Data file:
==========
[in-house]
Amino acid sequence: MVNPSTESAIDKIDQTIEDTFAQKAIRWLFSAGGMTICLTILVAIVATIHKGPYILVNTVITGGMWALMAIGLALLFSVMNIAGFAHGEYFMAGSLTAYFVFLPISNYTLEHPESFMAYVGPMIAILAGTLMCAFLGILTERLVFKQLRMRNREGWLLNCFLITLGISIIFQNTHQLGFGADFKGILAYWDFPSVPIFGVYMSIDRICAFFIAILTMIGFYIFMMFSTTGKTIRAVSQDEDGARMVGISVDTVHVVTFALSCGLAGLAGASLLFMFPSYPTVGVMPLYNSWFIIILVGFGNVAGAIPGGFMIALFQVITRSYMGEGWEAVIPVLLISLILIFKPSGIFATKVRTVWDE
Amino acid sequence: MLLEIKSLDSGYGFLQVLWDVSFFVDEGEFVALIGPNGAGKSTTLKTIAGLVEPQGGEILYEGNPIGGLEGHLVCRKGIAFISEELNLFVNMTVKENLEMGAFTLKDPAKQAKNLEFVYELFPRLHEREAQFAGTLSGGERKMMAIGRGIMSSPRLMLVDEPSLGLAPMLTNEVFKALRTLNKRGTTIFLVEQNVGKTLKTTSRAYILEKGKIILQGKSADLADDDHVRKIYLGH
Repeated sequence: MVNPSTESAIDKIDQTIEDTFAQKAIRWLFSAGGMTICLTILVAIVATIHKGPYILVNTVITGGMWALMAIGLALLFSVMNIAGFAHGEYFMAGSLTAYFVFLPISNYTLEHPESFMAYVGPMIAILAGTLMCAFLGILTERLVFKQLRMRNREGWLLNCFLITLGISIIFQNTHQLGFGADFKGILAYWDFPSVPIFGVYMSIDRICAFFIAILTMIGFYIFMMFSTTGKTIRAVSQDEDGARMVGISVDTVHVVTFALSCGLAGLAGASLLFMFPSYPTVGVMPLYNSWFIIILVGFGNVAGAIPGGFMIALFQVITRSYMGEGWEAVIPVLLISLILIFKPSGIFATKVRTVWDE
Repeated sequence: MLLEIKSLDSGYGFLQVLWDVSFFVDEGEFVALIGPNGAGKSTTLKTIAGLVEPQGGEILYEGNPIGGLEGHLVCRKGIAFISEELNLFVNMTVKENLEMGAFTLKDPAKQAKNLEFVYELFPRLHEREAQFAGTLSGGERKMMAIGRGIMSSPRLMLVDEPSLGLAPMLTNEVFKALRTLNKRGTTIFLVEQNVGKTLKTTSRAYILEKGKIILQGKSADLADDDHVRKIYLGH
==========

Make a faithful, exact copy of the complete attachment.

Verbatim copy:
[in-house]
Amino acid sequence: MVNPSTESAIDKIDQTIEDTFAQKAIRWLFSAGGMTICLTILVAIVATIHKGPYILVNTVITGGMWALMAIGLALLFSVMNIAGFAHGEYFMAGSLTAYFVFLPISNYTLEHPESFMAYVGPMIAILAGTLMCAFLGILTERLVFKQLRMRNREGWLLNCFLITLGISIIFQNTHQLGFGADFKGILAYWDFPSVPIFGVYMSIDRICAFFIAILTMIGFYIFMMFSTTGKTIRAVSQDEDGARMVGISVDTVHVVTFALSCGLAGLAGASLLFMFPSYPTVGVMPLYNSWFIIILVGFGNVAGAIPGGFMIALFQVITRSYMGEGWEAVIPVLLISLILIFKPSGIFATKVRTVWDE
Amino acid sequence: MLLEIKSLDSGYGFLQVLWDVSFFVDEGEFVALIGPNGAGKSTTLKTIAGLVEPQGGEILYEGNPIGGLEGHLVCRKGIAFISEELNLFVNMTVKENLEMGAFTLKDPAKQAKNLEFVYELFPRLHEREAQFAGTLSGGERKMMAIGRGIMSSPRLMLVDEPSLGLAPMLTNEVFKALRTLNKRGTTIFLVEQNVGKTLKTTSRAYILEKGKIILQGKSADLADDDHVRKIYLGH
Repeated sequence: MVNPSTESAIDKIDQTIEDTFAQKAIRWLFSAGGMTICLTILVAIVATIHKGPYILVNTVITGGMWALMAIGLALLFSVMNIAGFAHGEYFMAGSLTAYFVFLPISNYTLEHPESFMAYVGPMIAILAGTLMCAFLGILTERLVFKQLRMRNREGWLLNCFLITLGISIIFQNTHQLGFGADFKGILAYWDFPSVPIFGVYMSIDRICAFFIAILTMIGFYIFMMFSTTGKTIRAVSQDEDGARMVGISVDTVHVVTFALSCGLAGLAGASLLFMFPSYPTVGVMPLYNSWFIIILVGFGNVAGAIPGGFMIALFQVITRSYMGEGWEAVIPVLLISLILIFKPSGIFATKVRTVWDE
Repeated sequence: MLLEIKSLDSGYGFLQVLWDVSFFVDEGEFVALIGPNGAGKSTTLKTIAGLVEPQGGEILYEGNPIGGLEGHLVCRKGIAFISEELNLFVNMTVKENLEMGAFTLKDPAKQAKNLEFVYELFPRLHEREAQFAGTLSGGERKMMAIGRGIMSSPRLMLVDEPSLGLAPMLTNEVFKALRTLNKRGTTIFLVEQNVGKTLKTTSRAYILEKGKIILQGKSADLADDDHVRKIYLGH